Depending on where you stand, Grand Staircase–Escalante National Monument has been quietly doing its thing for between 275 million and 50 million years. But it’s relatively new to us humans: It was the last part of the lower 48 United States to get cartographed, and once people started poking around they realized they were dealing with an un-spent wealth of ancient and modern science and culture. President Bill Clinton set it aside as a national monument in 1996 because its untrammeled significance distinguishes it for researchers and explorers alike. So don’t trammel it. Read more...
It’s a big empty playground for off-roaders, canyoneers and regular old hikers. Lots of jeep trails, cliffs and other photo-hungry rock forms across GSENM’s 1.9 million acres, too, which are broken up into three geographic sections. From west to east:
So called for the series of plateaus that descend from Bryce Canyon south toward the <a href="/grand-canyon-national-park"Grand Canyon, marked by vertical drops at the Pink Cliffs, Grey Cliffs, White Cliffs, Vermillion Cliffs and Chocolate Cliffs. Lots of colorful scenery herein, natch. They ought to call it the Grand Stare-case.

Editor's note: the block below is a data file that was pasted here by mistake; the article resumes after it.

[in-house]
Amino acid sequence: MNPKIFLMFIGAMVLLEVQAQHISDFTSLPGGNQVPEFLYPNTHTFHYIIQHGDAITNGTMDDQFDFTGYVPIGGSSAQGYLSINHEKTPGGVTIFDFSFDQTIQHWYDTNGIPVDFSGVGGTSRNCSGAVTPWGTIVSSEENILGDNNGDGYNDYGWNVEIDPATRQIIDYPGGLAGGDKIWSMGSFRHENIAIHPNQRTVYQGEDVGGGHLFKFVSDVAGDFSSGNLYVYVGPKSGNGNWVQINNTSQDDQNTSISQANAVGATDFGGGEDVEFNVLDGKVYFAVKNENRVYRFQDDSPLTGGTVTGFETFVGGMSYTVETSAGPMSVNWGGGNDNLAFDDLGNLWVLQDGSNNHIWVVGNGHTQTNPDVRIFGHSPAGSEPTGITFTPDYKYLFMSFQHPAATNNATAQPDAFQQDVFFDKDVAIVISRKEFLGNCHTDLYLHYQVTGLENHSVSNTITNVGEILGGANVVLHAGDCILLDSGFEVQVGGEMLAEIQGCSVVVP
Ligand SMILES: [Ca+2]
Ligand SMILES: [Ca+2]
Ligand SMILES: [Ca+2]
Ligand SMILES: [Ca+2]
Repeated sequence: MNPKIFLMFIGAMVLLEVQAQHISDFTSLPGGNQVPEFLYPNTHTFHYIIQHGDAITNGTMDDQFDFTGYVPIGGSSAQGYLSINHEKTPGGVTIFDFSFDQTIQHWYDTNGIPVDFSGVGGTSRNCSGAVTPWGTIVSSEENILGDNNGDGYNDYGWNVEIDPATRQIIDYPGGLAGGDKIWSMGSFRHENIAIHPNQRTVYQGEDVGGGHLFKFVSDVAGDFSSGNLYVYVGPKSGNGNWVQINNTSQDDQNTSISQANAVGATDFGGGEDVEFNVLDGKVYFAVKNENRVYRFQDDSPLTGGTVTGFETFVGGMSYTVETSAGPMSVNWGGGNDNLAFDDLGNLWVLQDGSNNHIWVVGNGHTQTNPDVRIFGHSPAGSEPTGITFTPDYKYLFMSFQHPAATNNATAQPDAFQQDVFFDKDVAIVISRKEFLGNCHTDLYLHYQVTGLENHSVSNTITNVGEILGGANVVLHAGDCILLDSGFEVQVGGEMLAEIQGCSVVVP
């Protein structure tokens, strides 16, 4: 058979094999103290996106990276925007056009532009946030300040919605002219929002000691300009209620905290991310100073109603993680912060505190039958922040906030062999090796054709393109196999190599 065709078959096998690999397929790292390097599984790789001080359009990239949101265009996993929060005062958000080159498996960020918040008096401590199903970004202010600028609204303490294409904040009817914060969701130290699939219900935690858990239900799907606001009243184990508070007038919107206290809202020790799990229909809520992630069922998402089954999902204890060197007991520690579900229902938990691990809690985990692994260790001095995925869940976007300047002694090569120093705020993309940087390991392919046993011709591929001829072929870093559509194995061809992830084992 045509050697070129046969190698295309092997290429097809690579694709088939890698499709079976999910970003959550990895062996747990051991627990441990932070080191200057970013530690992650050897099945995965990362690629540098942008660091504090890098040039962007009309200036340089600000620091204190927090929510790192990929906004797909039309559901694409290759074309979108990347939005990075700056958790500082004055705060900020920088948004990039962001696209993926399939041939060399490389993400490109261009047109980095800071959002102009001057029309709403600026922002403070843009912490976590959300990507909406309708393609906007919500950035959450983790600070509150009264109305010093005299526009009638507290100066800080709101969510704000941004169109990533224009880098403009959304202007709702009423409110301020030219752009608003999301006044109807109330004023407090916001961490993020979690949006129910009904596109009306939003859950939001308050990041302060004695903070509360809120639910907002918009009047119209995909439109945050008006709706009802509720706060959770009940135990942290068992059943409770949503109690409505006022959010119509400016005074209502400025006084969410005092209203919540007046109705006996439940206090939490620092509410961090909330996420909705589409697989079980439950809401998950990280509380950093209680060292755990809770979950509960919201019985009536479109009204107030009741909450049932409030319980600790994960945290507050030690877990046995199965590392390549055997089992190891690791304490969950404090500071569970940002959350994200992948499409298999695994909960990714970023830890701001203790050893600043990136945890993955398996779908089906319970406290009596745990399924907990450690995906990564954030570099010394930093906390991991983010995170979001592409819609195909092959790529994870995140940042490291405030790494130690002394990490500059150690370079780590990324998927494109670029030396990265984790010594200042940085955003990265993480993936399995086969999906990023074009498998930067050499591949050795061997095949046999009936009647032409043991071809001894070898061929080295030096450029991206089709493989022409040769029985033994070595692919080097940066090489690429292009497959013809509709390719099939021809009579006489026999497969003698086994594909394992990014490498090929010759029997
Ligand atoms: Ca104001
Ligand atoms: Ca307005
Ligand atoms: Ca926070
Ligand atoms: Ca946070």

(See: Paria Canyon, Buckskin Gulch, Wire Pass)
(Sound it out.) Nine thousand feet up, this is the highest, wildest, most arid, most remote part of the monument. It’s a big gray-green scalene triangle pointing north to Escalante on Highway 12, chock full of Late Cretaceous fossils.
(See: Lake Pasture, Fiftymile Creek, Death Ridge, Carcass Canyon, Last Chance Gulch)
CANYONS OF THE ESCALANTE
A rugged, desolate paradise. It’s the rocky bones laid bare after the Escalante River gnawed through earth's flesh, an exquisite corpse of narrow canyons, towering walls and stunning grottoes. There’s even some hidden life in the seeping shadows.
(See: Death Hollow, Calf Creek, Coyote Gulch, Hole in the Rock Road, Hurricane Wash)